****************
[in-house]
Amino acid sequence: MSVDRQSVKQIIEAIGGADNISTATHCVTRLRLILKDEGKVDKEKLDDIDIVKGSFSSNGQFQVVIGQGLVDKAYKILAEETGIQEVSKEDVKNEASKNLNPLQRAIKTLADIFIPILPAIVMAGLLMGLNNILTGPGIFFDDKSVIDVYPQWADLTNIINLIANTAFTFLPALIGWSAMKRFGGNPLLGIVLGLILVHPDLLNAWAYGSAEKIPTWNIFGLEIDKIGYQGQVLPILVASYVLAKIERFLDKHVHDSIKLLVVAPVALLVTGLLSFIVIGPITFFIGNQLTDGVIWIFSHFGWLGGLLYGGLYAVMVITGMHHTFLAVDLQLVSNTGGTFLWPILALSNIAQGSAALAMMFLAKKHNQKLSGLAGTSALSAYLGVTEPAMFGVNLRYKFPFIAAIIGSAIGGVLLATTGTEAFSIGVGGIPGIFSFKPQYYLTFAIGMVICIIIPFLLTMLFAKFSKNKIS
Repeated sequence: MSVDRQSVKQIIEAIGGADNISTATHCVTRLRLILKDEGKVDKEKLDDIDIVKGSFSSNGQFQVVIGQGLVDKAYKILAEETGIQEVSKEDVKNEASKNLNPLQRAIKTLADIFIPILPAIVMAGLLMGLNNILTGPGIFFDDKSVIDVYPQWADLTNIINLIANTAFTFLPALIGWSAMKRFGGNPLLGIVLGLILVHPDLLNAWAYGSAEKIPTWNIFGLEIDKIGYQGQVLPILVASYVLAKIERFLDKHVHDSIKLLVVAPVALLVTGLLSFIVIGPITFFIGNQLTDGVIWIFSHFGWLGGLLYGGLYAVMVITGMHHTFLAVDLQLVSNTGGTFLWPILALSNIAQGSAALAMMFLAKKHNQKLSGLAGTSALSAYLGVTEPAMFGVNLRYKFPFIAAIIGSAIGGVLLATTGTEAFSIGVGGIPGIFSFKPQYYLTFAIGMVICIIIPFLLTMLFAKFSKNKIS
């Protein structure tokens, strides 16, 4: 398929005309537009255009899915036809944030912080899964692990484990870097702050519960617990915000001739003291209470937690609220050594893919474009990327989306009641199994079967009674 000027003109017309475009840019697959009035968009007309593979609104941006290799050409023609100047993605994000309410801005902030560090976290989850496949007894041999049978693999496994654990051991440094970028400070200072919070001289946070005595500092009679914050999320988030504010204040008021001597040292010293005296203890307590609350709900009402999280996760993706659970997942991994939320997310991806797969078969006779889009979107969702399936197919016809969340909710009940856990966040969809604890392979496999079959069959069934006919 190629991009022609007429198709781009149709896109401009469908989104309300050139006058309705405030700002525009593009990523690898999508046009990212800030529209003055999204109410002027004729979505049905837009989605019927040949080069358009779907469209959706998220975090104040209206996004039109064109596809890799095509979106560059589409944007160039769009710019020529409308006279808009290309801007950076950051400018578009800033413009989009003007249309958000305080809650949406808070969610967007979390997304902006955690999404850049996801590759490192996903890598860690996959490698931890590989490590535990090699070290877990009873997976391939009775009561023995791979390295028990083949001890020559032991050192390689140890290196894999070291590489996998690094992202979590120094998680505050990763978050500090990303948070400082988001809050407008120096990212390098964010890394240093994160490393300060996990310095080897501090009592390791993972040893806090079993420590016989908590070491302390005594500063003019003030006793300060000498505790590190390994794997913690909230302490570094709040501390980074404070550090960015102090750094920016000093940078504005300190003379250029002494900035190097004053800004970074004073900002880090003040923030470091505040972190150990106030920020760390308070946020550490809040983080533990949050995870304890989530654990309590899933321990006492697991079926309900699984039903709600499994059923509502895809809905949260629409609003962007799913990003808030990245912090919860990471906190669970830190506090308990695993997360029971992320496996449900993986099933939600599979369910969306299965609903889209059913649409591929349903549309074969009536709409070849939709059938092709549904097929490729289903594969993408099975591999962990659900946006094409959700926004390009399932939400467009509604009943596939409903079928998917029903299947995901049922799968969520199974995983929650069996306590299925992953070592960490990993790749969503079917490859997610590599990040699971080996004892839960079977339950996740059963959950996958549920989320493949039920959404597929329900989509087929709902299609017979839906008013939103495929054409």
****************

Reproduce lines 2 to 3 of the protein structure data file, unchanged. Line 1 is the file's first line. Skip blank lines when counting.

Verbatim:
Amino acid sequence: MSVDRQSVKQIIEAIGGADNISTATHCVTRLRLILKDEGKVDKEKLDDIDIVKGSFSSNGQFQVVIGQGLVDKAYKILAEETGIQEVSKEDVKNEASKNLNPLQRAIKTLADIFIPILPAIVMAGLLMGLNNILTGPGIFFDDKSVIDVYPQWADLTNIINLIANTAFTFLPALIGWSAMKRFGGNPLLGIVLGLILVHPDLLNAWAYGSAEKIPTWNIFGLEIDKIGYQGQVLPILVASYVLAKIERFLDKHVHDSIKLLVVAPVALLVTGLLSFIVIGPITFFIGNQLTDGVIWIFSHFGWLGGLLYGGLYAVMVITGMHHTFLAVDLQLVSNTGGTFLWPILALSNIAQGSAALAMMFLAKKHNQKLSGLAGTSALSAYLGVTEPAMFGVNLRYKFPFIAAIIGSAIGGVLLATTGTEAFSIGVGGIPGIFSFKPQYYLTFAIGMVICIIIPFLLTMLFAKFSKNKIS
Repeated sequence: MSVDRQSVKQIIEAIGGADNISTATHCVTRLRLILKDEGKVDKEKLDDIDIVKGSFSSNGQFQVVIGQGLVDKAYKILAEETGIQEVSKEDVKNEASKNLNPLQRAIKTLADIFIPILPAIVMAGLLMGLNNILTGPGIFFDDKSVIDVYPQWADLTNIINLIANTAFTFLPALIGWSAMKRFGGNPLLGIVLGLILVHPDLLNAWAYGSAEKIPTWNIFGLEIDKIGYQGQVLPILVASYVLAKIERFLDKHVHDSIKLLVVAPVALLVTGLLSFIVIGPITFFIGNQLTDGVIWIFSHFGWLGGLLYGGLYAVMVITGMHHTFLAVDLQLVSNTGGTFLWPILALSNIAQGSAALAMMFLAKKHNQKLSGLAGTSALSAYLGVTEPAMFGVNLRYKFPFIAAIIGSAIGGVLLATTGTEAFSIGVGGIPGIFSFKPQYYLTFAIGMVICIIIPFLLTMLFAKFSKNKIS